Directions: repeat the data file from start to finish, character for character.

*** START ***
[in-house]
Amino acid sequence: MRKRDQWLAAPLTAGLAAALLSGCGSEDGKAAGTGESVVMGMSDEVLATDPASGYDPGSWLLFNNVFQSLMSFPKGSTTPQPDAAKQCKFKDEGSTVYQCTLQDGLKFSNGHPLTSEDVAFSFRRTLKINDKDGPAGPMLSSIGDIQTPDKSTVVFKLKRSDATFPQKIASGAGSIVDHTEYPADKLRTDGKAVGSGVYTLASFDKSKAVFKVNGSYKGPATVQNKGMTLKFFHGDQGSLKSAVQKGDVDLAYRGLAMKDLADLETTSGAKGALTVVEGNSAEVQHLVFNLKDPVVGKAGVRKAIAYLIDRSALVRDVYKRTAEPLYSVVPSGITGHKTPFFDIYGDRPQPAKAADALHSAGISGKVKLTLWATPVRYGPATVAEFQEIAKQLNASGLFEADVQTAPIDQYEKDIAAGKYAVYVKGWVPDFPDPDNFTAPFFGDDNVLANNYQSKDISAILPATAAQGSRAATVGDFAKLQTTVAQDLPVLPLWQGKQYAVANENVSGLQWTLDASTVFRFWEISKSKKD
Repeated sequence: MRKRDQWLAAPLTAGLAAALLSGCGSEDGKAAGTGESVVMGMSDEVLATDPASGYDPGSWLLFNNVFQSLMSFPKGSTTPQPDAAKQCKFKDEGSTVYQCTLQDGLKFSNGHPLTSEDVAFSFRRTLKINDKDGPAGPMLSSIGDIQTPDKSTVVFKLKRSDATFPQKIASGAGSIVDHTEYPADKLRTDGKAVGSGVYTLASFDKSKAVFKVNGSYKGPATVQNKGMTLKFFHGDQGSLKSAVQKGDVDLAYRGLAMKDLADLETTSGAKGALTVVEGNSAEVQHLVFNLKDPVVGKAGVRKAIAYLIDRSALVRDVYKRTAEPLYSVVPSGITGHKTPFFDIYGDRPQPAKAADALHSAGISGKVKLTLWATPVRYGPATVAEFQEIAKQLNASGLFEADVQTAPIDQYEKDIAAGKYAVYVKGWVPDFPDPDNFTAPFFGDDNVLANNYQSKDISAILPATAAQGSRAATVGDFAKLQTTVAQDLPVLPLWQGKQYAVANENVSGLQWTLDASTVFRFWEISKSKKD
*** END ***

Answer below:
[in-house]
Amino acid sequence: MRKRDQWLAAPLTAGLAAALLSGCGSEDGKAAGTGESVVMGMSDEVLATDPASGYDPGSWLLFNNVFQSLMSFPKGSTTPQPDAAKQCKFKDEGSTVYQCTLQDGLKFSNGHPLTSEDVAFSFRRTLKINDKDGPAGPMLSSIGDIQTPDKSTVVFKLKRSDATFPQKIASGAGSIVDHTEYPADKLRTDGKAVGSGVYTLASFDKSKAVFKVNGSYKGPATVQNKGMTLKFFHGDQGSLKSAVQKGDVDLAYRGLAMKDLADLETTSGAKGALTVVEGNSAEVQHLVFNLKDPVVGKAGVRKAIAYLIDRSALVRDVYKRTAEPLYSVVPSGITGHKTPFFDIYGDRPQPAKAADALHSAGISGKVKLTLWATPVRYGPATVAEFQEIAKQLNASGLFEADVQTAPIDQYEKDIAAGKYAVYVKGWVPDFPDPDNFTAPFFGDDNVLANNYQSKDISAILPATAAQGSRAATVGDFAKLQTTVAQDLPVLPLWQGKQYAVANENVSGLQWTLDASTVFRFWEISKSKKD
Repeated sequence: MRKRDQWLAAPLTAGLAAALLSGCGSEDGKAAGTGESVVMGMSDEVLATDPASGYDPGSWLLFNNVFQSLMSFPKGSTTPQPDAAKQCKFKDEGSTVYQCTLQDGLKFSNGHPLTSEDVAFSFRRTLKINDKDGPAGPMLSSIGDIQTPDKSTVVFKLKRSDATFPQKIASGAGSIVDHTEYPADKLRTDGKAVGSGVYTLASFDKSKAVFKVNGSYKGPATVQNKGMTLKFFHGDQGSLKSAVQKGDVDLAYRGLAMKDLADLETTSGAKGALTVVEGNSAEVQHLVFNLKDPVVGKAGVRKAIAYLIDRSALVRDVYKRTAEPLYSVVPSGITGHKTPFFDIYGDRPQPAKAADALHSAGISGKVKLTLWATPVRYGPATVAEFQEIAKQLNASGLFEADVQTAPIDQYEKDIAAGKYAVYVKGWVPDFPDPDNFTAPFFGDDNVLANNYQSKDISAILPATAAQGSRAATVGDFAKLQTTVAQDLPVLPLWQGKQYAVANENVSGLQWTLDASTVFRFWEISKSKKD